The information super highway — The power of the Internet and Did Australia Miss the Memo?

I remember going on a field trip early 1994 during freshman year in high school. I was chosen as part of a select few students in my math class to attend a conference at USC titled: “The Information Super Highway”. I barely remember the details of this day but I clearly remember the name and the speaker’s video prop. He spoke of the days where people can access the world with the palm of their hand in an instant. He spoke of connections made instantly, working remotely, and a few other things I don’t remember. My naive 14 year-old english-as-a-second language brain barely understood most of the conference, but one thing stuck, in the future I won’t need to go to the library. Believe or not, I don’t recall the conference using the term: Internet … instead they called it “The Information Super Highway”.

Internet has become such an important part of who we are today. We use it to connect with family, work, friendships, or to look for cooking recipes, flight/lodging options, and more.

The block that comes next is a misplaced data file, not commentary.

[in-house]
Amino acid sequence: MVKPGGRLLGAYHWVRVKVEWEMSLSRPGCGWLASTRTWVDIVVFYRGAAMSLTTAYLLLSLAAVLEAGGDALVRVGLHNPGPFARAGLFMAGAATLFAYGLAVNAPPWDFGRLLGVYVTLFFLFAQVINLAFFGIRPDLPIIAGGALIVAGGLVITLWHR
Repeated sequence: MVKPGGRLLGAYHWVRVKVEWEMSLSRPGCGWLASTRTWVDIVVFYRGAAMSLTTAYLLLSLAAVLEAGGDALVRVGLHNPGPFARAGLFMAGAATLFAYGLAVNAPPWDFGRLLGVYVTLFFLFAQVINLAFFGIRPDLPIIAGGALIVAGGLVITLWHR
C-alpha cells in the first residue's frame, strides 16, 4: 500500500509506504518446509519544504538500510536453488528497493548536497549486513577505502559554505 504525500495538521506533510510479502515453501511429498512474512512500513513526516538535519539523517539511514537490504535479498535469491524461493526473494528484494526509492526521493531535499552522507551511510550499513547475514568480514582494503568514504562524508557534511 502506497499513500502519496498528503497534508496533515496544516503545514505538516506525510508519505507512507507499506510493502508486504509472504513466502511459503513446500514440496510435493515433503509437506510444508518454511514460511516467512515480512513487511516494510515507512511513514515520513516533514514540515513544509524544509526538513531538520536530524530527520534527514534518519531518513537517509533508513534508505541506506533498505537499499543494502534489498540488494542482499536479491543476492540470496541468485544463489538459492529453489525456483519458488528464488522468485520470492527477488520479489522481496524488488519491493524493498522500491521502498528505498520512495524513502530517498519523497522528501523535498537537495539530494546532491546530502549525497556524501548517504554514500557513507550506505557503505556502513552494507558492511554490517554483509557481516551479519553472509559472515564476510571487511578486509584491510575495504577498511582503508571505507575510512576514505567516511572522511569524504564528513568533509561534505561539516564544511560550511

One would think that while traveling the world we would be disconnected most of the time and check the online world once a week or so. I mean, 60% of our trip was in a “third world” country. Surely they don’t have wifi everywhere. Oh man how I was wrong. Not only was I wrong about the “third world” being disconnected, but about expecting first world countries to be connected.

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The secret of happiness

“The secret of happiness is freedom. The secret of freedom is courage.” ~ Thucydides

Free yourself from thoughts of what you should be doing, other people’s expectations of you, and that your life exists solely for work. Live a life true to yourself, your values, and your dreams. It does take a lot of courage and reflection to step back a minute, and look at your life from another perspective farther away maybe outside of your neighborhood or even the city in which you live.